News

Story Highlights
  • Digital transformation is having significant impact on the energy sector. This change is driven by new technologies and a demand for faster and better services.
  • A new brief describes four big data analytics techniques, some of which are already piloted by the World Bank Group. 
  • The brief aims to facilitate the use of big data analytics in the energy sector and promote a new online platform to collect and disseminate open energy data. 
Big Data and Open Data for Energy Access, Energy Efficiency, and Renewable Energy

With unprecedented speed and scale, digital transformation is having significant impact on multiple industries, including the energy sector. The digital agenda in the energy sector is being driven by a combination of technologies, collection and use of data, and a more complex world demanding greater agility, speed and digital competences. It is expected to impact all aspects of the energy sector, including changing patterns of consumption, new ways of optimizing assets, cross-industry partnerships and the greater use of industrial platforms. Digital technologies and ‘smart solutions’ are being placed at the center of new business models and data is seen as an increasingly valuable asset.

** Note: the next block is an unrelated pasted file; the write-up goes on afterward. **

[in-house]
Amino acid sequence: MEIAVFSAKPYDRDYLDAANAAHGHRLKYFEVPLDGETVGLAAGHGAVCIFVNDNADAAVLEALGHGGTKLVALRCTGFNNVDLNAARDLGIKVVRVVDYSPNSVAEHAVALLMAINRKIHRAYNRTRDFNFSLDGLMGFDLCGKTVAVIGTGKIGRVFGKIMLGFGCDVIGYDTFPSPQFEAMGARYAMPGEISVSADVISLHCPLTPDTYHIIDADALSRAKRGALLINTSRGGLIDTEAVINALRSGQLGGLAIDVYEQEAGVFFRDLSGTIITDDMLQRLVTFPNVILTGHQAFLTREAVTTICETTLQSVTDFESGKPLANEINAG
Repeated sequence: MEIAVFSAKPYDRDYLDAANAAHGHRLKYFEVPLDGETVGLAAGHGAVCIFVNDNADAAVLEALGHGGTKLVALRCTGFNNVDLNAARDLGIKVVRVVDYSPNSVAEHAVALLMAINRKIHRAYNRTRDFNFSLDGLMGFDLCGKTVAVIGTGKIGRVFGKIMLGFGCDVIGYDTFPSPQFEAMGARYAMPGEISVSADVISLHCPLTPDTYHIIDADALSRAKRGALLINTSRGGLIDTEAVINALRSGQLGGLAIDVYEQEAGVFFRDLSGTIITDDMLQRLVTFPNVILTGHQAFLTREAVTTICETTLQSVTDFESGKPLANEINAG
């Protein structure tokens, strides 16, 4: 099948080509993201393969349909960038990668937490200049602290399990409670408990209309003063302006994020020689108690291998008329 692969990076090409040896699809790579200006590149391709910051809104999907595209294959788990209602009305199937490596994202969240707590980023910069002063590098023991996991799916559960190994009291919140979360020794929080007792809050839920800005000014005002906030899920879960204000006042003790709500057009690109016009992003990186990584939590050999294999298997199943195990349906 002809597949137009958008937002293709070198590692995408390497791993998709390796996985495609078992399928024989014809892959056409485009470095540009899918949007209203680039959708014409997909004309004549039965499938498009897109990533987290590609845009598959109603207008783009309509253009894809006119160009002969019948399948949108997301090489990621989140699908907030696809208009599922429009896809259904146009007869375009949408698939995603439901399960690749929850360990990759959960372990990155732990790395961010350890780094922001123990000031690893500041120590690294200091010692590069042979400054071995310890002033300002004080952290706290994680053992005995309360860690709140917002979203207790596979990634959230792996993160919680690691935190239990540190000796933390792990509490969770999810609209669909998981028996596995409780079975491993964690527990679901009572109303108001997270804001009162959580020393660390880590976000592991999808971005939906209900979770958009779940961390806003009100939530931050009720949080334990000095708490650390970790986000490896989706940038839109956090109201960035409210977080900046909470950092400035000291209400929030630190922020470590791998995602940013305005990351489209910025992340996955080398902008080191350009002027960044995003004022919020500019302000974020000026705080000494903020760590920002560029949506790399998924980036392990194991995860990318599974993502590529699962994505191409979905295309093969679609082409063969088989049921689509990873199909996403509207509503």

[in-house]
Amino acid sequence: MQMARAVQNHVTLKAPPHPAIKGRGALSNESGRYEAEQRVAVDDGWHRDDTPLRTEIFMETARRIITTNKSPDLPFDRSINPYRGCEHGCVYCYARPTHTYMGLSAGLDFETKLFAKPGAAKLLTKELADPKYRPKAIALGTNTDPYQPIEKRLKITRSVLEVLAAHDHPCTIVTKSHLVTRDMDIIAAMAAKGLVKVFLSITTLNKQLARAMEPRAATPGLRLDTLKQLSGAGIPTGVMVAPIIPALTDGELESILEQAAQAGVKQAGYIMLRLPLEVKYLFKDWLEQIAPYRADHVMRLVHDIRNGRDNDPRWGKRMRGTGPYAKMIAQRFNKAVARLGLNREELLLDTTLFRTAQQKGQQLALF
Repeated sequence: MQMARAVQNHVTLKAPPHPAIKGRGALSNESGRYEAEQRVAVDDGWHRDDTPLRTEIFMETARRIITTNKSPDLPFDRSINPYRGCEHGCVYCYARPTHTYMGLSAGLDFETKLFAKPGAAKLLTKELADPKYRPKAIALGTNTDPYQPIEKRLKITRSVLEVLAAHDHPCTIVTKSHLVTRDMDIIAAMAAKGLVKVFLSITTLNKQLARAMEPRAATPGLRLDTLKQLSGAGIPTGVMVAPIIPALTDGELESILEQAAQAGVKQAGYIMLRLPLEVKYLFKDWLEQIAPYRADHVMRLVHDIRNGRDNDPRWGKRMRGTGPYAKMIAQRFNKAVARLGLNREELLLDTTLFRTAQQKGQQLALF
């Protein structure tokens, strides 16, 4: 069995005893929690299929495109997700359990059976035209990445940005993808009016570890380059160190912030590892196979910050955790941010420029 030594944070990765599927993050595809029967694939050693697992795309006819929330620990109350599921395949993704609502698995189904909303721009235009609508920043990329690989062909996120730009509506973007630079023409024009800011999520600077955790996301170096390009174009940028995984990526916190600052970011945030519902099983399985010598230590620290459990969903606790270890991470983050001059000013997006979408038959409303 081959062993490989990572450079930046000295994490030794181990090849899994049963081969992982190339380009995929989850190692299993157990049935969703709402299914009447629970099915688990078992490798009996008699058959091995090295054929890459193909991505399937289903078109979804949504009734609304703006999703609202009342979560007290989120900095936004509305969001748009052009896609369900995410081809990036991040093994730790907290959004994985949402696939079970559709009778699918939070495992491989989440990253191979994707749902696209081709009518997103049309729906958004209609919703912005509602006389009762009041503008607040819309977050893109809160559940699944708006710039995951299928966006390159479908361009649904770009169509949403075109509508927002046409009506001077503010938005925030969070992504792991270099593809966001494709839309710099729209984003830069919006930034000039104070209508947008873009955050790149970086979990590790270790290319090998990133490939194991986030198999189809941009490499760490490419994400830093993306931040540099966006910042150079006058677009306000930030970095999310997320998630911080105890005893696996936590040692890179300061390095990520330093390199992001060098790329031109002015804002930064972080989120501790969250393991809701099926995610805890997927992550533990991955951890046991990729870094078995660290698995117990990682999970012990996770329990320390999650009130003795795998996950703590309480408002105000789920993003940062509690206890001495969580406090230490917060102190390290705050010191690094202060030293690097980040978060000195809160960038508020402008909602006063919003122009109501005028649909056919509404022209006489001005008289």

The World Development Report 2016 highlighted the potential for digital technologies and data to help bridge the 1.1 billion energy access gap, help speed up the deployment of energy efficiency and increase the reliability and scale of renewable energy integration. The use of Big Data was mentioned as a key enabler. But what is ‘big data’?

Large, heterogeneous, and fast-moving streams of information have emerged as a result of many human activities going digital. To simplify the description of these new types of large data sets they are often described with the short-hand ‘big data’. By nature, the energy sector generates vast amounts of big data through smart meters, sensor networks, customer payments, web server logs, credit history and cell phone call detail records, and satellite imagery.

So, if using big data and digital technologies can help improve energy service delivery - How might the World Bank Group support the uptake of innovative technologies and big data in the energy sector?